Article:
To prevent John Casimir's return to Poland, Swedish units protected the border with Silesia. On November 18, 1655, the Swedes besieged the monastery at Jasna Góra, located in Lesser Poland, near the border. Led by the Grand Prior Augustyn Kordecki, the garrison of this symbolic sanctuary-fortress of Poland held off its enemies in the Siege of Jasna Góra. The defense of Jasna Góra galvanized Polish resistance against the Swedes. The news of the siege spread across the nation, and in several areas guerrilla units were created, outraged at the Swedes' attempt to seize the monastery. On December 7, 1655, the unit of Colonel Gabriel Wojniłłowicz defeated the Swedes and their Polish collaborators near Krosno.[16] On December 13, Polish troops under Wojniłłowicz recaptured Nowy Sącz, and soon afterwards Sweden lost Biała, Dukla, Biecz, Wieliczka, and Oświęcim. By late 1655, the situation in southern Lesser Poland had deteriorated to such an extent for the invaders that on December 27 they decided to lift the siege of Jasna Góra. On December 16, 1655, in Sokal, Polish Crown hetmans urged the nation to fight the Swedish armies. Two days later, King John Casimir left the Głogówek in Silesia, and via Racibórz and Cieszyn, returned to Poland, arriving at Lubowla on December 27. Two days later, the Tyszowce Confederation was formed in support of the Polish king. John Casimir himself met with hetmans Stanisław Rewera Potocki, Jerzy Sebastian Lubomirski, Stanisław Lanckoroński and Stefan Czarniecki in Krosno, on December 31, 1655. The meeting was also attended by Primate Andrzej Leszczyński, and eight voivodes.

1656 edit

While in Krosno, the Polish king found out about the end of the siege of Jasna Góra, and about the death of Janusz Radziwiłł. On January 12, 1656, John Casimir left Krosno, and after three days, arrived at Łańcut Castle,[17] which belonged to the Lubomirski family. On February 10, the king came to Lwów, which, together with Gdańsk, was one of only two major cities of the Commonwealth not seized by any of Poland's enemies. Soon Polish Army units began to concentrate in the area of Lwów, including militias from Red Ruthenia, Volhynia and Lublin, as well as forces under Potocki and Prince Lubomirski, together with the garrison of Kamieniec Podolski fortress. Charles Gustav, after finding out about the return of the Polish king, ordered his armies to concentrate in Łowicz. On February 8, 1656, the Swedes defeated Czarniecki in the Battle of Gołąb, and continued their march towards Lwów, reaching the Zamość Fortress on February 25. On March 1, realizing that without heavy guns it was impossible to capture the mighty stronghold, the Swedish army gave up the siege, and headed towards Bełżec. On March 3, Charles Gustav, whose units were harassed by Polish guerilla forces, decided to retreat.[17] At the same time, guerilla warfare also broke out in Mazovia and Greater Poland, and Lithuanian units under the Grand Hetman of Lithuania Paweł Jan Sapieha began moving towards Red Ruthenia.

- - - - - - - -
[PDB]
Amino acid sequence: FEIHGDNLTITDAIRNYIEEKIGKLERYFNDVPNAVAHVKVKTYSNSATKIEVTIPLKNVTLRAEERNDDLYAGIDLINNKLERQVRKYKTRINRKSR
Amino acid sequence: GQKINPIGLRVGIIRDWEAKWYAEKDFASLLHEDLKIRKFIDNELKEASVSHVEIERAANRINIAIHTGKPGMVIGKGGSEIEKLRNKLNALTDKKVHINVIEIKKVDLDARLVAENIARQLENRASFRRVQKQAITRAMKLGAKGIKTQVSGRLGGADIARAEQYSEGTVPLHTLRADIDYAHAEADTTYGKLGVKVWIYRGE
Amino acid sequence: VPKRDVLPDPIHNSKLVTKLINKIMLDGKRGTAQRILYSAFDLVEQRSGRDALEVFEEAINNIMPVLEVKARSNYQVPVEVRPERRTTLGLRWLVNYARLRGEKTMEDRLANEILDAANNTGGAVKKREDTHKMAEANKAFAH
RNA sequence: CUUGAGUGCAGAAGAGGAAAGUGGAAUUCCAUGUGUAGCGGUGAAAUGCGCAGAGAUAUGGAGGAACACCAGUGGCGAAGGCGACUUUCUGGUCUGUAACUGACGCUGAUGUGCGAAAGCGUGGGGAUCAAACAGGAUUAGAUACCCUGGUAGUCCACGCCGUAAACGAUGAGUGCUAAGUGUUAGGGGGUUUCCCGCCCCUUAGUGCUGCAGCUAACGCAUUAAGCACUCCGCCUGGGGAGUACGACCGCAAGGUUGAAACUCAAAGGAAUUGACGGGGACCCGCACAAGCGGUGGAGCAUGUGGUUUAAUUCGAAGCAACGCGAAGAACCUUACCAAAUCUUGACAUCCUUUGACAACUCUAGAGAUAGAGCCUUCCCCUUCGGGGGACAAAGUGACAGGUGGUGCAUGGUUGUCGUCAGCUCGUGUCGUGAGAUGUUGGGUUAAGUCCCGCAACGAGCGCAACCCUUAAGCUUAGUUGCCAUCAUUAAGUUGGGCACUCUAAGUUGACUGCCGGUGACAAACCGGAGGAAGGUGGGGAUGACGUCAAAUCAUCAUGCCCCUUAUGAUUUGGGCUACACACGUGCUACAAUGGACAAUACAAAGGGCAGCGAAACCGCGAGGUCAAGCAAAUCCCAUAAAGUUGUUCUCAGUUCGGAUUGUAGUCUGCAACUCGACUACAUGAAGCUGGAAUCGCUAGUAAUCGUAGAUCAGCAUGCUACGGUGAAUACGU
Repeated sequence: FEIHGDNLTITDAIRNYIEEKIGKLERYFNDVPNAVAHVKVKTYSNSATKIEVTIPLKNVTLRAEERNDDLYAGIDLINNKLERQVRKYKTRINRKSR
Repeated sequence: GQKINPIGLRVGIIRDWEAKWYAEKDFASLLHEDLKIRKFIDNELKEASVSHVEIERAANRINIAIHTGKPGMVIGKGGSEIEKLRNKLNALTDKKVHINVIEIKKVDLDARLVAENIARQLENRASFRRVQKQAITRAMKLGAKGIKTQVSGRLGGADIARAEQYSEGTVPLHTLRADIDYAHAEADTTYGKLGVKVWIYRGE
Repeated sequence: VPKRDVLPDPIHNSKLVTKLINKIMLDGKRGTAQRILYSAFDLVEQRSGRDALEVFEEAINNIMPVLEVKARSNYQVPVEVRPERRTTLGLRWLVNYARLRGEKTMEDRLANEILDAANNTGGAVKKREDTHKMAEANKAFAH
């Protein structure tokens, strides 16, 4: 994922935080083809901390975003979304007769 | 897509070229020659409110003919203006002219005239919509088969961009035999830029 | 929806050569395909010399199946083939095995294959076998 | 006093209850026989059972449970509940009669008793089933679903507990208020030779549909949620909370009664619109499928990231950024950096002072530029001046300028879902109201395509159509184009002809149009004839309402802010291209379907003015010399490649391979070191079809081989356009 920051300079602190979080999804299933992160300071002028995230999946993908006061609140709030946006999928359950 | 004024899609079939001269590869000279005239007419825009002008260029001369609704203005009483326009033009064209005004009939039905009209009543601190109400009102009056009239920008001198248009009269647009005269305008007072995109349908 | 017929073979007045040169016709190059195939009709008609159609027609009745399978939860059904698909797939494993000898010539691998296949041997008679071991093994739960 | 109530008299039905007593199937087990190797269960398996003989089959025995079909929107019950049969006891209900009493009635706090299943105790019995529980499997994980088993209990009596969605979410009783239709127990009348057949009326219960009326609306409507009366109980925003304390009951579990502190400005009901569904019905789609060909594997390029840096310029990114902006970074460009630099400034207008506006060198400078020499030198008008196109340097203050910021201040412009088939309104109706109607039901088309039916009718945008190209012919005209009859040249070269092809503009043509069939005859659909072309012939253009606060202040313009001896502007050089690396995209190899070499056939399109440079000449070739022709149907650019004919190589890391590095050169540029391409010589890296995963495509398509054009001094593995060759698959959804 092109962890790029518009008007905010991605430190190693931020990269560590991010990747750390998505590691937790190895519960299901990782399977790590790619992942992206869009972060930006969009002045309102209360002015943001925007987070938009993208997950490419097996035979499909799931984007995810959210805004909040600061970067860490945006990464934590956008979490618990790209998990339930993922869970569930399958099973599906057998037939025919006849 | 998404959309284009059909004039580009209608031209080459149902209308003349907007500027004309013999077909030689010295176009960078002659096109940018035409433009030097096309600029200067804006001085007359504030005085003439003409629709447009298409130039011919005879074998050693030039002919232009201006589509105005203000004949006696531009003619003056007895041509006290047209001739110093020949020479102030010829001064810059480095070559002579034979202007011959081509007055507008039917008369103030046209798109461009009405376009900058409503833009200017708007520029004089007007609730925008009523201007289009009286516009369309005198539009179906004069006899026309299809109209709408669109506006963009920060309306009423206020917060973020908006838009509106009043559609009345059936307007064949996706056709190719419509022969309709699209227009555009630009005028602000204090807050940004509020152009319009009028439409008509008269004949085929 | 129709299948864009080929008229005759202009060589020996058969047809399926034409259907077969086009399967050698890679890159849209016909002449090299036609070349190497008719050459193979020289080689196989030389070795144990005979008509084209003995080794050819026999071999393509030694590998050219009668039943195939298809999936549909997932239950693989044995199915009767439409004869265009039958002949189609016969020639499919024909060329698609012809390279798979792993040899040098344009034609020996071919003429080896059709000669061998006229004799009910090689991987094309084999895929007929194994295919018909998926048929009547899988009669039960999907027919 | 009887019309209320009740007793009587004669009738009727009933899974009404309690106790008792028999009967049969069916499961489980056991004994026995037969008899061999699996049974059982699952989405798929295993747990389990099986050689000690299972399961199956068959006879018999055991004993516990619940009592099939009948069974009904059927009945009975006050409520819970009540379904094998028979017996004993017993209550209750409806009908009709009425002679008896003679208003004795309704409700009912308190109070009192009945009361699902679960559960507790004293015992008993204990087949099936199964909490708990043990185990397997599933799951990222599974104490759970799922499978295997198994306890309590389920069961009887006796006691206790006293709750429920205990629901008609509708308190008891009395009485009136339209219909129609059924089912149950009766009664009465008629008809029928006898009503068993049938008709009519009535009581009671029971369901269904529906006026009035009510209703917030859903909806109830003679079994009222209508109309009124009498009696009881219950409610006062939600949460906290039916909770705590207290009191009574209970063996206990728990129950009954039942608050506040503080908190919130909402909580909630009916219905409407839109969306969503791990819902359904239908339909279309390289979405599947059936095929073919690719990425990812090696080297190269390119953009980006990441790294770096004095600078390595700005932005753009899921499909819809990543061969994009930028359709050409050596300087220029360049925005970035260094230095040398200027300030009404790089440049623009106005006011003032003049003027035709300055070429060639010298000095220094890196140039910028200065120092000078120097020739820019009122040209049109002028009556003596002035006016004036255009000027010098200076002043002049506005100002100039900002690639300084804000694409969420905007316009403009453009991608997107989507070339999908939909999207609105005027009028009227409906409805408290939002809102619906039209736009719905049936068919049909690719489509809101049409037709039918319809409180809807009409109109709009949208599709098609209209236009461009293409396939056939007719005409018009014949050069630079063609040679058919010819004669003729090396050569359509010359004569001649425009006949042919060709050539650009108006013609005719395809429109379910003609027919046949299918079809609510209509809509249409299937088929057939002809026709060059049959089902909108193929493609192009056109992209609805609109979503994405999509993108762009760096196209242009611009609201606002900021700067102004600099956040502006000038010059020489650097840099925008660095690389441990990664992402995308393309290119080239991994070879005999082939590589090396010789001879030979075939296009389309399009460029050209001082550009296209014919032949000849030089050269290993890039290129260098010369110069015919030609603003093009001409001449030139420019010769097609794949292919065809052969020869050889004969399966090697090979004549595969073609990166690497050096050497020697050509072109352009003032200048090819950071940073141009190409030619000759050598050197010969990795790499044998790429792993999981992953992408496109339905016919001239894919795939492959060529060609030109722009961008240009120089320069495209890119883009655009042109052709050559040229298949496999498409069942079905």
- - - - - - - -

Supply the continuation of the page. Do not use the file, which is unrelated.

The Vow of John Casimir by Jan Matejko (1838–1893) shows the Polish king in Lwów in 1655, pledging to drive out the Swedes.